WVU Medicine East foundation donates AED to free clinic

MARTINSBURG, W.Va. — The WVU Medicine East Foundation recently purchased an automated external defibrillator for the Good Samaritan Free Health Clinic in Martinsburg.

Submitted photo
WVU Medicine East Vice President of Marketing & Development Teresa McCabe, center, presents an AED to Good Samaritan Free Health Clinic Director Cosby Potter-Davis, left, and Clinic Board Chair Mary Runkles, right.

Clinic officials had been trying for some time to acquire funding for an AED. Then someone suggested reaching out to the hospital foundation. The request was presented to the foundation board of directors in May and approved unanimously, according to a news release.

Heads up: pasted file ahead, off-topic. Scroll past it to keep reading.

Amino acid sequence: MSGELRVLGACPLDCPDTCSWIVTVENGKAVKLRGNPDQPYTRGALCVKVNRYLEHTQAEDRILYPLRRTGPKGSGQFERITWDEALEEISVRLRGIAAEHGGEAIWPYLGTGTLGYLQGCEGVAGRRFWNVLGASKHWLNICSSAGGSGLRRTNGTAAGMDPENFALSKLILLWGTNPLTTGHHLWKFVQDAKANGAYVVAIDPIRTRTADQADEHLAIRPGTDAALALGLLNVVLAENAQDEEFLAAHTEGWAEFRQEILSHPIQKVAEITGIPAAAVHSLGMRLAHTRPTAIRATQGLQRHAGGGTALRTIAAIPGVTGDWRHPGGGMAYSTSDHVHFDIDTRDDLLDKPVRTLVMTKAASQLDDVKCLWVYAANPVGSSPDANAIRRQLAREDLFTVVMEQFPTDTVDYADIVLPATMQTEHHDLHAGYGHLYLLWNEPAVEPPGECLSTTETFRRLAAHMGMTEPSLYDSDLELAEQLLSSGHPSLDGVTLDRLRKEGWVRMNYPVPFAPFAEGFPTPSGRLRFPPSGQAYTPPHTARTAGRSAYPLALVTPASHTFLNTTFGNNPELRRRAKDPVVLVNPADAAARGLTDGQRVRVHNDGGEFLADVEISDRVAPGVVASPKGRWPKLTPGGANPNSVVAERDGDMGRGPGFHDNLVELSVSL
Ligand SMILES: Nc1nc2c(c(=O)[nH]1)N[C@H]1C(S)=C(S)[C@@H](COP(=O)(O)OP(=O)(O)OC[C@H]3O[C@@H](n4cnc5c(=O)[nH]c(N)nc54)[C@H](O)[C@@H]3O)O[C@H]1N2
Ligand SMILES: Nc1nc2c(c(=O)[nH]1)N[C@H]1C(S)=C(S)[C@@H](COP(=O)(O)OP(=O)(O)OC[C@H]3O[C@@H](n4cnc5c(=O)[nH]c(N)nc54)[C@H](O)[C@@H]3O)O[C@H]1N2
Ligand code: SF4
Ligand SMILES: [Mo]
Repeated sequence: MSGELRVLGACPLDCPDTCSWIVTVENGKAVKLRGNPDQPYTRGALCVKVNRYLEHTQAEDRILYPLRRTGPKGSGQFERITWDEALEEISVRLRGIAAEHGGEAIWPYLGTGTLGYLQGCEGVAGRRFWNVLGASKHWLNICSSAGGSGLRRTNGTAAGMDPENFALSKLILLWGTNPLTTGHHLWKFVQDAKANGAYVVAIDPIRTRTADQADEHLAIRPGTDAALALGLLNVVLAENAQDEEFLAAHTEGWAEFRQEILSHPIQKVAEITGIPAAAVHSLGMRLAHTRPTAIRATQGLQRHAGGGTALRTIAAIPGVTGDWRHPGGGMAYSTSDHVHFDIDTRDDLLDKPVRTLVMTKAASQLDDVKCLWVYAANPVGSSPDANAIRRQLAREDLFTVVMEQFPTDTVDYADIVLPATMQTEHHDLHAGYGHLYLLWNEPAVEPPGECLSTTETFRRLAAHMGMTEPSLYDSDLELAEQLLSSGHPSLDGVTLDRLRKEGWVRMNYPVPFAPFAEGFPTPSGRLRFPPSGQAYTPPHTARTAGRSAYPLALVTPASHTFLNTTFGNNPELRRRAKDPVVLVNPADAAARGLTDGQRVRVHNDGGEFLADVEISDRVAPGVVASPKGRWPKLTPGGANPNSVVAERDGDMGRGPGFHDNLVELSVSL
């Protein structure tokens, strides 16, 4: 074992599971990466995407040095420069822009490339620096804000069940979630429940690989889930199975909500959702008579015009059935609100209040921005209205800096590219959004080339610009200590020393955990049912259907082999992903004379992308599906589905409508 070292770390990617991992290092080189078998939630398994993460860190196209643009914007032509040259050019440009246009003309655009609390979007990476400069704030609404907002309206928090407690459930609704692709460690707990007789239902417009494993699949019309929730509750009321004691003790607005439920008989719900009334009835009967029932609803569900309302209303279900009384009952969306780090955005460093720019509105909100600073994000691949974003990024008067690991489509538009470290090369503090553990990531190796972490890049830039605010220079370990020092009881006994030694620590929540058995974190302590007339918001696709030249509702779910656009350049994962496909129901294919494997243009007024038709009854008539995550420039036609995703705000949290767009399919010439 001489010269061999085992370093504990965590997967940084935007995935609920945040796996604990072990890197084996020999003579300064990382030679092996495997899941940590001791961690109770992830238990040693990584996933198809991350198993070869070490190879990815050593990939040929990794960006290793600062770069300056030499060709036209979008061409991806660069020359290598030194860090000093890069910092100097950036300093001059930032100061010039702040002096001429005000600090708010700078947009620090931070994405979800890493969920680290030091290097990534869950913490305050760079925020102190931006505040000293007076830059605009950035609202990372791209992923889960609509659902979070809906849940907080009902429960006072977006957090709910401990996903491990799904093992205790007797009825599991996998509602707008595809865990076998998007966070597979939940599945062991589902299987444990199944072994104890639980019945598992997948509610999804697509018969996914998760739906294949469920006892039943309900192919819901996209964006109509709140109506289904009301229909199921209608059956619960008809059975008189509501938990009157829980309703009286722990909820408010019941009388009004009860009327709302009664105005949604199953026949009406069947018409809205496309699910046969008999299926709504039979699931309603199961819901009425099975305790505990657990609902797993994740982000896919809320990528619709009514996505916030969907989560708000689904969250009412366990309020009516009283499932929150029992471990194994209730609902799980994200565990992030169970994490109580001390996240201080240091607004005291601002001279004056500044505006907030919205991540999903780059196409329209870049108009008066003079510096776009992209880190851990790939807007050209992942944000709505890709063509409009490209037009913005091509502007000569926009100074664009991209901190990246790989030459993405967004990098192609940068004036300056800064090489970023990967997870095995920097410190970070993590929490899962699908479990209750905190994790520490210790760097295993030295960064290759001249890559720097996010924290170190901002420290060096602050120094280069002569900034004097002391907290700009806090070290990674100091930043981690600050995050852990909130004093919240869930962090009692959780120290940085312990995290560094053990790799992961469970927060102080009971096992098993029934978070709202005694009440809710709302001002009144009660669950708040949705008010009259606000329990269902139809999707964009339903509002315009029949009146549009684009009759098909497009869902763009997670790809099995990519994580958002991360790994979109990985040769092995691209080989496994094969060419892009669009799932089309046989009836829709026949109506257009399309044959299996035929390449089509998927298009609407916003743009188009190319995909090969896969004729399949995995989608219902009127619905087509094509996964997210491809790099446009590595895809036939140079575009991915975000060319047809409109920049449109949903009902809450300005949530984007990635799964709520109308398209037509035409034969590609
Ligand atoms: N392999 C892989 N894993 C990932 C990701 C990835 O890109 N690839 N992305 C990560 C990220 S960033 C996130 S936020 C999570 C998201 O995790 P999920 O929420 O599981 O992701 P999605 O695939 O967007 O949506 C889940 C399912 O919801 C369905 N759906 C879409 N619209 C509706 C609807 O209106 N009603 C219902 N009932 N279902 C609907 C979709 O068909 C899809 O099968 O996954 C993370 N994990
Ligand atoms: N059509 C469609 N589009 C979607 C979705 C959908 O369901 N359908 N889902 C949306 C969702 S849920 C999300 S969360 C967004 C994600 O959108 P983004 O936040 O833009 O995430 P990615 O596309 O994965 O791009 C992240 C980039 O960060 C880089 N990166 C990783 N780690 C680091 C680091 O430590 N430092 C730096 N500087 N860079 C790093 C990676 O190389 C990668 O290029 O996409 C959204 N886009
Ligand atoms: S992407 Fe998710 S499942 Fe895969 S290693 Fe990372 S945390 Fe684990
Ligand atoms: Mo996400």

An AED is a portable, battery-operated device used for cardiac arrest that checks the heart rhythm and can send an electric shock to the heart to try to restore a normal rhythm. Recent studies found that people are more likely to survive a cardiac arrest if a defibrillator is used while waiting for emergency medical services to arrive, the release states.

The Good Samaritan Free Health Clinic is a Christian faith-based medical clinic that has been providing free medical care, medications and spiritual care to the uninsured or underinsured since 2005. The clinic is funded through donations and grants.